This Congress "adjourned earliest of any time in congressional history before an election."

Laura Ingraham on Sunday, September 28th, 2014 in comments on ABC's "This Week"

Current Congress adjourned earlier in election year than any previous Congress, Ingraham claims

A nearly empty hall near the Senate chamber, during recess prior to the 2014 elections. (Doug Mills/New York Times)

A couple of hefty issues await congressional action. There’s the matter of replacing departing Attorney General Eric Holder, and even more pressing, authorizing or rejecting America’s attacks on the Islamic State group in Syria and Iraq where airstrikes are ongoing. But both items are for the moment on hold until lawmakers get back Nov. 12. Their last official day of business was Sept. 19.

Conservative radio show host Laura Ingraham was particularly peeved by Congress’ absence as the American military returns to war in the Middle East. Ingraham focused on the constitutional role Congress has in declaring war.

"We should have civilian authorization, civilian leadership authorization for this war, otherwise we're going to be in for real trouble down the road," Ingraham said.

Moments earlier, she said: "The Congress adjourned earliest of any time in Congressional history before an election."

We thought we’d check whether taking a long break in September and October is as record-setting as Ingraham asserted.

She’s incorrect, but before we get to the details, we need to clarify a couple of terms.

When we talk about a session of Congress, we mean the stretch that starts in January and generally ends in December. According the Congressional Research Service, "A session begins when the chamber convenes and ends when it adjourns. A recess, by contrast, does not terminate a session, but only suspends it temporarily."

Lawmakers and pundits often refer to a recess as an adjournment. Right now, technically Congress is in recess. The Congressional Research Service acknowledged that the informal use of the words doesn’t always align with their formal meaning.

The House of Representatives has a table with the schedule of every session of Congress going back to 1789. To check Ingraham’s claim, we need only go back as far as 1960. That year, Congress ended its session for the year and adjourned on Sept. 1. That was a full adjournment (not just a recess) and it came 18 days sooner than this year’s extended recess. For the record, 1960 was the year that Republican Richard Nixon faced Democrat John F. Kennedy.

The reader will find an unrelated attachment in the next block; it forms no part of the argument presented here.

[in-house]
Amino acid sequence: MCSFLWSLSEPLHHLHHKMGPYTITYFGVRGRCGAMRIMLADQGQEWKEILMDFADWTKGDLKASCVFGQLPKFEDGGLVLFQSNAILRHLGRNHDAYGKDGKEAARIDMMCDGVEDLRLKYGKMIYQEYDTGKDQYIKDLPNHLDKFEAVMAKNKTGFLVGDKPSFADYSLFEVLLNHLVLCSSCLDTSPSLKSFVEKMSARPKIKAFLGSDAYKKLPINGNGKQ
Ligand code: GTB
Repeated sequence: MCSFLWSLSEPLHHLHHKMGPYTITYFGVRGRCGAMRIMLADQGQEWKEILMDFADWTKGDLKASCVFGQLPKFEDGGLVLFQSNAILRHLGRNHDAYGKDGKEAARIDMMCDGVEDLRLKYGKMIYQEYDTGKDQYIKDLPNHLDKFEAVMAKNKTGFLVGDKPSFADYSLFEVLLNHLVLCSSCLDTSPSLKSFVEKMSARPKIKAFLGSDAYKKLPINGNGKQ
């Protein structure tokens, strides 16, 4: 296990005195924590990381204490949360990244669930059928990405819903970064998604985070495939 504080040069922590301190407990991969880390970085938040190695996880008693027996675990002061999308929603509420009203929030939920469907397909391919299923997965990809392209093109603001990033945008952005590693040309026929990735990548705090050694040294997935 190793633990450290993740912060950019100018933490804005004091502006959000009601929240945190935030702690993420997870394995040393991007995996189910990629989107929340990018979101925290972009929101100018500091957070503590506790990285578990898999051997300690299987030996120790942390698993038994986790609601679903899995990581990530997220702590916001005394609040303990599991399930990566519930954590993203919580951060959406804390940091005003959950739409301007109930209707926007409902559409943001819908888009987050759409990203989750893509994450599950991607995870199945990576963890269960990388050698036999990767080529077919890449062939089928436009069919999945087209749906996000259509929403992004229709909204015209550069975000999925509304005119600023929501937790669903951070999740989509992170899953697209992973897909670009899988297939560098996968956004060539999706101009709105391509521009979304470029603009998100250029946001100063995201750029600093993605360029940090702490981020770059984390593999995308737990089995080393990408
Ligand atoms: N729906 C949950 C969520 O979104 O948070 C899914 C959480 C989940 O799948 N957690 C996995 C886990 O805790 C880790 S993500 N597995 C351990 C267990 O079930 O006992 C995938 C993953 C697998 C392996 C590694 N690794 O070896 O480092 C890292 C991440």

Interestingly, Sept. 1 was not particularly early for the times. In 1959, Congress adjourned for the year Sept. 15. In 1958, Congress adjourned Aug. 24. In 1956, it was July 27. We note that the last two in that list were election years.

So Ingraham is wrong, but we should note similar-sounding claims Sunday that are accurate.

On Fox News Sunday, Wyoming Republican Sen. John Barasso said, "This is the earliest Congress has adjourned in over 50 years." On CBS’ Face the Nation, Virginia Democratic Sen. Tim Kaine called it "the second-earliest recess before a midterm since 1960."

Both senators are correct (if you excuse Barrasso’s use of adjourn instead of recess).

For Barrasso, "over 50 years," takes us back to any year up to 1963, or 51 years ago. The record shows that since 1963, Congress often has taken short breaks in September, given lawmakers several weeks in October to campaign in election years, and even closed the books for the year in October. But an extended break from mid September to mid November has not occurred.

Kaine’s claim is spot on.

Our ruling

Ingraham said Congress had adjourned earlier this year than in any time in "Congressional history before an election." Technically, Congress is in recess and hasn’t adjourned.

But setting that aside, the record shows that in 1960, Congress adjourned and ended its session Sept. 1 -- more than two weeks before the current Congress took its recess.

We rate the claim False.